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I Charge Cash For My Time

Everyone seems to have their own definition when it comes to reimbursement terminology in healthcare. So, I charge cash for my time – confusing that with anything else is hard.

Reimbursement Terminology

Here is a brief list of all the different reimbursement terminology that’s out there and a very easy-to-understand explanation of them.

  1. Capitation: A fixed monthly amount paid per patient, regardless of the amount of services rendered.
  2. Bundled Payments: A single payment covers all services provided during an episode of care.
  3. Pay-for-Performance (P4P): Providers are rewarded for meeting certain performance metrics.
  4. Value-Based Reimbursement: Providers are ‘rewarded’ for delivering high-quality, efficient care, combining elements of capitation, fee-for-service, and P4P.
  5. Global Payment: A single payment covers a patient’s needs for a specified period.
  6. Risk-Sharing Models: Both the healthcare provider and the payer share financial risks and rewards.
  7. Shared Savings: Providers are rewarded for reducing healthcare costs below a certain benchmark while maintaining quality.
  8. Point-of-Service (POS): Patients pay different amounts depending on where they get their careā€”in-network vs. out-of-network.
  9. Direct Contracting: Employers or payer organizations negotiate directly with providers for services, bypassing traditional insurance.
  10. Case Rate: A fixed sum for treating a condition that requires a set sequence of treatments.
  11. Fee Schedule: A list that describes the allowable charges for specific medical services.
  12. Resource-Based Relative Value Scale (RBRVS): A system that determines reimbursement rates based on the resources required to provide a medical service.
  13. DRG (Diagnosis-Related Group): A system that categorizes hospital cases into one of several hundred “diagnosis-related groups” with a fixed reimbursement rate.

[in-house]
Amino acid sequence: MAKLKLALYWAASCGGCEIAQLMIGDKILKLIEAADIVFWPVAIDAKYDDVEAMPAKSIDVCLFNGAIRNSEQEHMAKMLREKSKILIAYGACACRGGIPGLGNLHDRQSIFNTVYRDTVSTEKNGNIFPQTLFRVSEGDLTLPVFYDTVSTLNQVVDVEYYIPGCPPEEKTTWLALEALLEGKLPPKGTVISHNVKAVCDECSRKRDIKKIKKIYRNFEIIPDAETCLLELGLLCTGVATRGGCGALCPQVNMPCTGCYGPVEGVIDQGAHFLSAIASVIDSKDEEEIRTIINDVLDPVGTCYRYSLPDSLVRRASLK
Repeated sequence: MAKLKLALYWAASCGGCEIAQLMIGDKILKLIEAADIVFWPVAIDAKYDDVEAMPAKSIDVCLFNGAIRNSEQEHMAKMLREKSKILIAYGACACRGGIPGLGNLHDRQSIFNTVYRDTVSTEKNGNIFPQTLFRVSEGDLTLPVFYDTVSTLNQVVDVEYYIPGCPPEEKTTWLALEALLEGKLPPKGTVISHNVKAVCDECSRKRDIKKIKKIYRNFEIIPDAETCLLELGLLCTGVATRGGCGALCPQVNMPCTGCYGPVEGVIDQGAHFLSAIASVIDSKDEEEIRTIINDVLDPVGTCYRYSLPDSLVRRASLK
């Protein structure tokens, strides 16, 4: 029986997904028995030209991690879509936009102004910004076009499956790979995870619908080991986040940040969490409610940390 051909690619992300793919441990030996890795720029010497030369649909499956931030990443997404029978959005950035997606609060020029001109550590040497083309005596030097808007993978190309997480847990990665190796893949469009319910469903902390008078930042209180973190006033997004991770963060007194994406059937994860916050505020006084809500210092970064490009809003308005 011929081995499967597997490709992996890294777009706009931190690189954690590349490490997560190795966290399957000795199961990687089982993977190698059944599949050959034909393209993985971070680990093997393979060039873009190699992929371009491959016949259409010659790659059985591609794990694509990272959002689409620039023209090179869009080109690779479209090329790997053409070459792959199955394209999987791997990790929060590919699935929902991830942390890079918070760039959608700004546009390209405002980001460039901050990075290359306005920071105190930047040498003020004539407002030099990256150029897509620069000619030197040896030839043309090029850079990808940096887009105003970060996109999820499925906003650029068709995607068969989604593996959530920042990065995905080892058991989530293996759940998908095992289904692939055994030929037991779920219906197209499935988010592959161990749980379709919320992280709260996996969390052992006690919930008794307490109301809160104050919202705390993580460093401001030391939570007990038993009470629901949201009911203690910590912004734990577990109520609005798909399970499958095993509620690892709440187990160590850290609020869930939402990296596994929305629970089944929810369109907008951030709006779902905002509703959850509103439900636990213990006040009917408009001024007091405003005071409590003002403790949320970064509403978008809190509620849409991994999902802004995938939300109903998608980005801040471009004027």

14. Coinsurance/Copay: The share of costs that the patient pays after meeting their deductible.
  15. Direct Care: A membership model with monthly premiums to be part of a medical practice without insurance reimbursement.
  16. Concierge Care: Annual subscription fee paid by the patient to be part of a practice. Insurance is still billed.

Confused?

Seriously? This is ridiculous! How can there be so many different reimbursement models for a simple concept like receiving care from a physician?

Only in a very shady system can such a complicated payment conet develop.

Navigating healthcare is complex already because it requires the patient to interact with hospital groups, outpatient services, the pharmacy, and medical device companies.

The least I can do is make the payment transaction smooth. And that’s what I’m doing.

The Cash Pay Model

I’ve been referring to my virtual medical practice as a Direct Primary Care practice, but I’m turning away from this term because it, too, has been hijacked and has a specific definition.

Now, I am referring to it as either a direct-pay or, even better, a cash-pay model. So, to continue the list from above:

17. Cash Pay: The patient pays the physician for their care directly.

In this model, I might charge my patient hourly or a monthly membership to be part of the practice. However I decide to structure it, it’s something the patient and I agree on.

I haven’t fully teased this out, but as always, I share what I struggle with here on this site, and it should be a good learning for all of us.

Before I forget, buy my new online course: 8 weeks to Starting Your Virtual Medical Practice!

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